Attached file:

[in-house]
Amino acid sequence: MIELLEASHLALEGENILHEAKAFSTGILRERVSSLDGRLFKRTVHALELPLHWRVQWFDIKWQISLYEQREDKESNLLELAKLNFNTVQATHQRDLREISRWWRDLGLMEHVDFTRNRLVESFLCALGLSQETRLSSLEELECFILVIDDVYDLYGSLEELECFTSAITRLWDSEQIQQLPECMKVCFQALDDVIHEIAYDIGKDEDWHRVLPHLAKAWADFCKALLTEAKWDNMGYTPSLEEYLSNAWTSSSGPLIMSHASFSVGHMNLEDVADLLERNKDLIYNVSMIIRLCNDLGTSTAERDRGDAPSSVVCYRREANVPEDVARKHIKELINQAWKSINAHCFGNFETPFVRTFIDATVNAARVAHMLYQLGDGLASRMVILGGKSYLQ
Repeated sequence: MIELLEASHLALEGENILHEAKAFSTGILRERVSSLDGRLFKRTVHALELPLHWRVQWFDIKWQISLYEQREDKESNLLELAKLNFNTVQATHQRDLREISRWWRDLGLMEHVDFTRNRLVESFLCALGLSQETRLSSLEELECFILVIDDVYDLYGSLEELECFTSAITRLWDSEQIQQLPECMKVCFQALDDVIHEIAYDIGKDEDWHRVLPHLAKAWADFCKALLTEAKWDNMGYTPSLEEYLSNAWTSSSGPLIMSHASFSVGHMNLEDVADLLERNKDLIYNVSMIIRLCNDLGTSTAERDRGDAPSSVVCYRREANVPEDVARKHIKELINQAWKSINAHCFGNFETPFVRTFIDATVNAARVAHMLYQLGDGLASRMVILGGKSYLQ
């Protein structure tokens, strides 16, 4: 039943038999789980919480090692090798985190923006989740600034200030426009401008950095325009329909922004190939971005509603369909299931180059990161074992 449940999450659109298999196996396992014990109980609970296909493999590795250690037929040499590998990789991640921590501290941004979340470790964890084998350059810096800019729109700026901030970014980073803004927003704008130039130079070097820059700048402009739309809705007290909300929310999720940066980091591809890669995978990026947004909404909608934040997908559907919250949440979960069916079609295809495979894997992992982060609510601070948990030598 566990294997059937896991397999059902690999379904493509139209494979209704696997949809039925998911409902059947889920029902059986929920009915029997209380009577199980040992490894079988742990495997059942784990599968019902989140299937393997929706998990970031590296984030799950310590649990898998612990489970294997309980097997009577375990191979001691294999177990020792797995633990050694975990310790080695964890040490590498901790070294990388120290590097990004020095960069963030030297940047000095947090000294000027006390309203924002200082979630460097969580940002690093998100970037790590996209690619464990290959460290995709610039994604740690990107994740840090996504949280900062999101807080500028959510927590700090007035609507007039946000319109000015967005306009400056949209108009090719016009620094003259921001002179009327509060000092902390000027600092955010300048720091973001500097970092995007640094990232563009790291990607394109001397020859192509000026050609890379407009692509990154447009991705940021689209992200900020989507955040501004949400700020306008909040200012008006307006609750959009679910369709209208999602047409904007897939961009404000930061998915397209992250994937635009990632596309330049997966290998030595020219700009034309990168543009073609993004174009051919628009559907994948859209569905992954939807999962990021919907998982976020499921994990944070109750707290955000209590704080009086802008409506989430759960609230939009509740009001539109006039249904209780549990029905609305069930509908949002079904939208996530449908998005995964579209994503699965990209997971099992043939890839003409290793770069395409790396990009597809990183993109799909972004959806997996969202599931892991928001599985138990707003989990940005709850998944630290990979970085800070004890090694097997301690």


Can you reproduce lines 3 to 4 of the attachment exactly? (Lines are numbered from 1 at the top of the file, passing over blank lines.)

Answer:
Repeated sequence: MIELLEASHLALEGENILHEAKAFSTGILRERVSSLDGRLFKRTVHALELPLHWRVQWFDIKWQISLYEQREDKESNLLELAKLNFNTVQATHQRDLREISRWWRDLGLMEHVDFTRNRLVESFLCALGLSQETRLSSLEELECFILVIDDVYDLYGSLEELECFTSAITRLWDSEQIQQLPECMKVCFQALDDVIHEIAYDIGKDEDWHRVLPHLAKAWADFCKALLTEAKWDNMGYTPSLEEYLSNAWTSSSGPLIMSHASFSVGHMNLEDVADLLERNKDLIYNVSMIIRLCNDLGTSTAERDRGDAPSSVVCYRREANVPEDVARKHIKELINQAWKSINAHCFGNFETPFVRTFIDATVNAARVAHMLYQLGDGLASRMVILGGKSYLQ
């Protein structure tokens, strides 16, 4: 039943038999789980919480090692090798985190923006989740600034200030426009401008950095325009329909922004190939971005509603369909299931180059990161074992 449940999450659109298999196996396992014990109980609970296909493999590795250690037929040499590998990789991640921590501290941004979340470790964890084998350059810096800019729109700026901030970014980073803004927003704008130039130079070097820059700048402009739309809705007290909300929310999720940066980091591809890669995978990026947004909404909608934040997908559907919250949440979960069916079609295809495979894997992992982060609510601070948990030598 566990294997059937896991397999059902690999379904493509139209494979209704696997949809039925998911409902059947889920029902059986929920009915029997209380009577199980040992490894079988742990495997059942784990599968019902989140299937393997929706998990970031590296984030799950310590649990898998612990489970294997309980097997009577375990191979001691294999177990020792797995633990050694975990310790080695964890040490590498901790070294990388120290590097990004020095960069963030030297940047000095947090000294000027006390309203924002200082979630460097969580940002690093998100970037790590996209690619464990290959460290995709610039994604740690990107994740840090996504949280900062999101807080500028959510927590700090007035609507007039946000319109000015967005306009400056949209108009090719016009620094003259921001002179009327509060000092902390000027600092955010300048720091973001500097970092995007640094990232563009790291990607394109001397020859192509000026050609890379407009692509990154447009991705940021689209992200900020989507955040501004949400700020306008909040200012008006307006609750959009679910369709209208999602047409904007897939961009404000930061998915397209992250994937635009990632596309330049997966290998030595020219700009034309990168543009073609993004174009051919628009559907994948859209569905992954939807999962990021919907998982976020499921994990944070109750707290955000209590704080009086802008409506989430759960609230939009509740009001539109006039249904209780549990029905609305069930509908949002079904939208996530449908998005995964579209994503699965990209997971099992043939890839003409290793770069395409790396990009597809990183993109799909972004959806997996969202599931892991928001599985138990707003989990940005709850998944630290990979970085800070004890090694097997301690």